Treatment for salivary gland tumors
Saliva is important in our digestive system. It cleanses the mouth, initiates digestion, supplies minerals and has antibacterial property
KOCHI: Ever felt saliva gushing into your mouth at the mere thought of a piping hot biriyani or pickled mango? Saliva has an important role to play in our bodily functions rather than just salivating after food! It cleanses and lubricates the mouth; it initiates digestion, supplies much-needed minerals and has an antibacterial action.
The salival ducts that open into the mouth originate from three pairs of major and several minor salivary glands. Major salivary glands — parotid gland, submandibular gland and sublingual gland — are situated on either side of the face, under the jaw and under the tongue, respectively. The minor salivary glands are peppered all around the mouth and throat. Much like every other gland in our body, swellings that arise in these glands are either because of inflammation or due to a tumour. While the inflammatory process can be controlled by medication, the ideal treatment for the tumour is surgery.
Salivary gland tumours
Salivary gland tumours are found usually among smokers and alcoholics, individuals exposed to radiation and certain blue-collar professions such as plumbers or workers who handle asbestos regularly.
The tumour may also present as facial weakness or pain to the side of the face. The patient may experience difficulty opening the jaw and/or bleeding inside the mouth.
The tumours are broadly categorised as benign or malignant, with a majority of them occurring in the parotid gland. Nearly 70% of such swellings are benign whereas malignant tumours have an increased potential to recur and can spread into the neck and body. However, there are also chances of recurrence even in benign tumours.
The glands are near to important nerves in the head and neck region. The parotid gland has a complex anatomy that requires an experienced eye and a trained hand for dissection. The facial nerve (innervates muscles of facial expression) lies within the parotid gland, separating it into superficial and deep parts. It is so intricate that it is often a challenge to identify and preserve all the branches of the nerve. The submandibular gland is also close to a branch of the facial nerve and nerves supplying muscles of the tongue.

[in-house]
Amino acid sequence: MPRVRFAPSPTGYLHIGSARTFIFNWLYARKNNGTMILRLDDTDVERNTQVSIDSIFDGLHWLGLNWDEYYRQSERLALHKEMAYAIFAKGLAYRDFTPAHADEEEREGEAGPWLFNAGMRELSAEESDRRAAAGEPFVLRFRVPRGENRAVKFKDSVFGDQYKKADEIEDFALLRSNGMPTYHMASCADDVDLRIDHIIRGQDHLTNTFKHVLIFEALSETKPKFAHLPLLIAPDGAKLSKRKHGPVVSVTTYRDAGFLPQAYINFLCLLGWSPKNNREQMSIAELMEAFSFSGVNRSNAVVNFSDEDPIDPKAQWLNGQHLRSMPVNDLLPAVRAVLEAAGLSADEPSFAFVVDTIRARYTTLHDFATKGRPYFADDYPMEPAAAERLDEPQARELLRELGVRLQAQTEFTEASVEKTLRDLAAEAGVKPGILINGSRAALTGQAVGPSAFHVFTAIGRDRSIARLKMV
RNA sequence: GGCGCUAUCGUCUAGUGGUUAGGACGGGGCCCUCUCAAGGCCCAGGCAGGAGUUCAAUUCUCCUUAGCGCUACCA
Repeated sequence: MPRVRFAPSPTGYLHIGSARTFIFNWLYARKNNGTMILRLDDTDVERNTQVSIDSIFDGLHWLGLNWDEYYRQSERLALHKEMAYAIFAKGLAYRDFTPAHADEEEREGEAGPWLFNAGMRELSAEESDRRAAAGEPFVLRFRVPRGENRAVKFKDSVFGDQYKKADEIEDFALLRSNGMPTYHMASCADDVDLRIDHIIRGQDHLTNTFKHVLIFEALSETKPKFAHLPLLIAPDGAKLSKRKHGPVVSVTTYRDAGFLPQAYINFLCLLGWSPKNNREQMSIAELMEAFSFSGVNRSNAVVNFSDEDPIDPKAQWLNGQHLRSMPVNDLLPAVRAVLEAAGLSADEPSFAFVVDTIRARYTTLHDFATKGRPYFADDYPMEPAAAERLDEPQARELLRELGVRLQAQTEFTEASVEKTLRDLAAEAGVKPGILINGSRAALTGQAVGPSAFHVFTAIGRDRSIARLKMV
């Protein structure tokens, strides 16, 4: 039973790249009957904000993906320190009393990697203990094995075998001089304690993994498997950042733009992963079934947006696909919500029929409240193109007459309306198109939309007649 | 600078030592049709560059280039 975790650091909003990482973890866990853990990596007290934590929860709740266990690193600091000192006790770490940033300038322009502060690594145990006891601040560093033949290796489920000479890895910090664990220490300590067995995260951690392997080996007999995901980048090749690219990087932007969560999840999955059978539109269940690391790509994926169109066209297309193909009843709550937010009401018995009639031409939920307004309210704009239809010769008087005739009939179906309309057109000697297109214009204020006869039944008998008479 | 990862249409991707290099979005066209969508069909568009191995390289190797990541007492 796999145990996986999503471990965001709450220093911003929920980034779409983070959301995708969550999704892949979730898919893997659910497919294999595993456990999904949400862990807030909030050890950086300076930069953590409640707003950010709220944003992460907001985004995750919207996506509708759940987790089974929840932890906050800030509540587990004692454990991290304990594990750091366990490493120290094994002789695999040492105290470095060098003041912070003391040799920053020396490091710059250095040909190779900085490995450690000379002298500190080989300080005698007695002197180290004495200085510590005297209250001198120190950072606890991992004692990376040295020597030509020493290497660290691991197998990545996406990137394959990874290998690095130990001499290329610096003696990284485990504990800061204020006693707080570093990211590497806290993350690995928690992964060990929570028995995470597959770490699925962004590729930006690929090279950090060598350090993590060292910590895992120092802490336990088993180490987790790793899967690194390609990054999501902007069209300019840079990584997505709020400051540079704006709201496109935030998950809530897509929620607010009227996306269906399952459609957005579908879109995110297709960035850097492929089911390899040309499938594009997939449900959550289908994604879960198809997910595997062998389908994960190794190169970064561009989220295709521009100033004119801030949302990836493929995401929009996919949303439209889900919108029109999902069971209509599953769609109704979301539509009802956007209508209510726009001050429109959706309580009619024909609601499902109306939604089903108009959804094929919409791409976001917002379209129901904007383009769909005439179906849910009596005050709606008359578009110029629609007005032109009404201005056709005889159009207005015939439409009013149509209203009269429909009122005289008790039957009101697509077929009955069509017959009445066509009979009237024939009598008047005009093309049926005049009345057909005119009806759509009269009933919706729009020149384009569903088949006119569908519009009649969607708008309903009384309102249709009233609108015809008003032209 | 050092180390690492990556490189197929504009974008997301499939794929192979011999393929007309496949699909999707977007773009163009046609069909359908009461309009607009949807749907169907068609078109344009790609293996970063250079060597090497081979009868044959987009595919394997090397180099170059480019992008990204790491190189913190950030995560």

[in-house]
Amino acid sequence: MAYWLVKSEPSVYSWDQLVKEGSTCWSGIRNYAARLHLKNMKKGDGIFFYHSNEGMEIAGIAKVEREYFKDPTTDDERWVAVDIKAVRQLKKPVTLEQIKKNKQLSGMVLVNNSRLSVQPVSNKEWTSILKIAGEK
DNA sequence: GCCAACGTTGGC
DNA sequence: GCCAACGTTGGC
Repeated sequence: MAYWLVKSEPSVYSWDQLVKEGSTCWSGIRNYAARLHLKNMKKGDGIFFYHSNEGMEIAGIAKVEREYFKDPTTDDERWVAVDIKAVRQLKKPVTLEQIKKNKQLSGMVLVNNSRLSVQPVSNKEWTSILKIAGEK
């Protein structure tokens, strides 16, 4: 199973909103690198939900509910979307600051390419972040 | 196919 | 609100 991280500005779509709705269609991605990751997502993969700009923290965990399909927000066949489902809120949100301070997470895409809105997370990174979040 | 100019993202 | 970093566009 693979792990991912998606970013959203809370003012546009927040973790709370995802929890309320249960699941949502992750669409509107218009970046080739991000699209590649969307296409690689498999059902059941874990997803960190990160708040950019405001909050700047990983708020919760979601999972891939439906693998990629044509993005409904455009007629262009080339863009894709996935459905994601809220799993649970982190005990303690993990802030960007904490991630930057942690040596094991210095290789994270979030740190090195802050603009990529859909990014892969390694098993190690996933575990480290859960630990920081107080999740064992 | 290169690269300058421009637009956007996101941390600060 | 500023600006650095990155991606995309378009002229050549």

The evaluation for a tumour usually involves radiological investigation (USG, CECT, MRI) and a histopathology test (Needle cytology/biopsy). However, none of these tests are a replacement for a thorough clinical examination.
For example, a female patient presented with an ultrasound and biopsy report from another centre, which suggested a benign tumour that required only an adequate resection. However, after engaging in a comprehensive discussion about her symptoms and conducting a thorough examination, the clinician suspected the tumour to be not as innocent as it appeared. An MRI and an ultrasound-guided biopsy proved that the tumour was malignant with extension towards the throat, which required a more extensive surgery.
Frozen section is a method of pathology examination that gives results within 30 minutes. By this method, we can determine whether the tumour is benign or malignant and thus tailor the surgical clearance. Another patient, with multiple swellings in the parotid region, reported that he had been operated on twice previously for a benign disease. The recurrence would probably have been a result of incomplete removal or a breach in the tumour leading to seeding. The third frozen section reported it as a malignancy requiring a more extensive procedure.
The tumour rarely infiltrates the nerve and requires resection. Often with salvageable nerve stumps, it is possible to reconstruct the nerve by certain techniques. If such a reconstruction is not possible, facial reanimation techniques can be applied.
For example, a girl who unfortunately needed nerve resection along with the tumour was rehabilitated in the same sitting thanks to cable grafting the cut ends with a stump obtained from a nearby nerve. After surgery, she started physiotherapy and could regain the nerve functions within a year.
While surgery is the main treatment for salivary gland tumours, the patient may sometimes require the intervention of a radiation oncologist or medical oncologist.
The writer is a consultant of head & neck surgical oncology at Aster MIMS, Kozhikode
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